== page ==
Jim Collin’s calls it “The 20-mile march.” Seth Godin urges us to ship. Nike says “Just do it.” Many others have said it in as many ways: We need to do the hard work, despite it being hard.
I have come to the belief that one of the reasons why many of us don’t really engage in “the grind” is because we believe that we are so smart, so experienced, that we can predict the future. We convince ourselves that we already know the end, so we don’t need to do the beginning. We tell ourselves that the work won’t matter, because it’s already been done before. Or we come to a realization that the work we do won’t have the desired outcome, so we needn’t bother in the first place.
I’m not going to begin writing the book, because nobody will read it.
I’m not going to knock on doors, because they won’t open.
I’m not going to speak up, because no one will listen.
Lies and more lies. Rooted in fear and arrogance. If you are reading this, then it is safe to assume that you are smarter than a lot of people, and are at least somewhat successful in your current career. I know that I am. But, as smart as I am, I still can’t see into three seconds from now.
Or, we convince ourselves that doing the hard work is going to be all dreary and dull. That because it is hard work, we won’t have any enjoyment in it along the way. We believe that we need to be completely Puritanical in our efforts. That joy is for the slackers and the millennials and the lazy or corrupt. Only when we achieve success can we breathe, and even that is short-lived, because we need to jump into the next whatever.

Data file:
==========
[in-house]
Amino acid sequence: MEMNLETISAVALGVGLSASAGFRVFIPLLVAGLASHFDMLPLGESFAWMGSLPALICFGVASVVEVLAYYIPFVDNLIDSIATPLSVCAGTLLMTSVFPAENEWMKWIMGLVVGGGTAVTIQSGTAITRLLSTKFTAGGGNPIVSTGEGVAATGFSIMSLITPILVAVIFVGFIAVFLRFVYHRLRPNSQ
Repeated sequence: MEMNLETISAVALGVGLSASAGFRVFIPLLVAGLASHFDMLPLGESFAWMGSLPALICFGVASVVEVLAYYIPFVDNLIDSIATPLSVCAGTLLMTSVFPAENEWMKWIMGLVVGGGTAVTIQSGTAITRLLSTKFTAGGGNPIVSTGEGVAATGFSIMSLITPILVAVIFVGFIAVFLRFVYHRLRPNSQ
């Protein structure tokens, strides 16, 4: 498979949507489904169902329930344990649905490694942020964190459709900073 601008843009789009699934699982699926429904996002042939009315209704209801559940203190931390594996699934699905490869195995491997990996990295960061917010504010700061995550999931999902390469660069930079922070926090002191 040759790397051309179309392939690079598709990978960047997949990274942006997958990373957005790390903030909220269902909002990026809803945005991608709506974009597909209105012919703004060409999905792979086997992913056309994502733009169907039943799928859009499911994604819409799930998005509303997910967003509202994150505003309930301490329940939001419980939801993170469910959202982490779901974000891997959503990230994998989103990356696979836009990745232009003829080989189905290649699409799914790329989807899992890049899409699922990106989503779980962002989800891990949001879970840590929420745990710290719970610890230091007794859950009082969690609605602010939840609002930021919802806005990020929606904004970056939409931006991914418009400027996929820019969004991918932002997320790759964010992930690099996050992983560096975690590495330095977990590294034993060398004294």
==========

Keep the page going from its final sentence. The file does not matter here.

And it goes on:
What a lie. Sure, some of the work that we do is actually going to feel like work. It’s not all going to be balloons and lollipops. During the 20-mile march, our feet and our backs are going to get sore, blisters will form, and we will get tired. Along the way, however, as we are putting one foot in front of the other, we will see and hear birds. We’ll meet new people. We’ll get stronger. We will learn a lot about ourselves.
I’m beginning to have a better relationship with the grind. Finding moments in the march that are just really cool. Like finding just the right turn of phrase, or meeting fascinating people along the way. Sure, the grind still knocks me down on a regular basis. I just don’t care anymore. I ask, “Is that all you’ve got? Really?” And I come back kicking and hitting, because even though I can’t see into the future, I know that a lot of it is going to be good.
About Master Patrick Hoth
Master Patrick Hoth is the lead instructor at the World Taekwondo Academy in St. Michael, Minnesota. He has a BS in Spec Ed (Honors, Cum Laude), MA: Education Policy and Administration (Summa Cum Laude), Harvard University, Principal Leadership and Development, is a 5th Degree Black Belt and has more than 30+ years Martial Arts Ed.Most importantly, husband, father, son, and recovering sinner.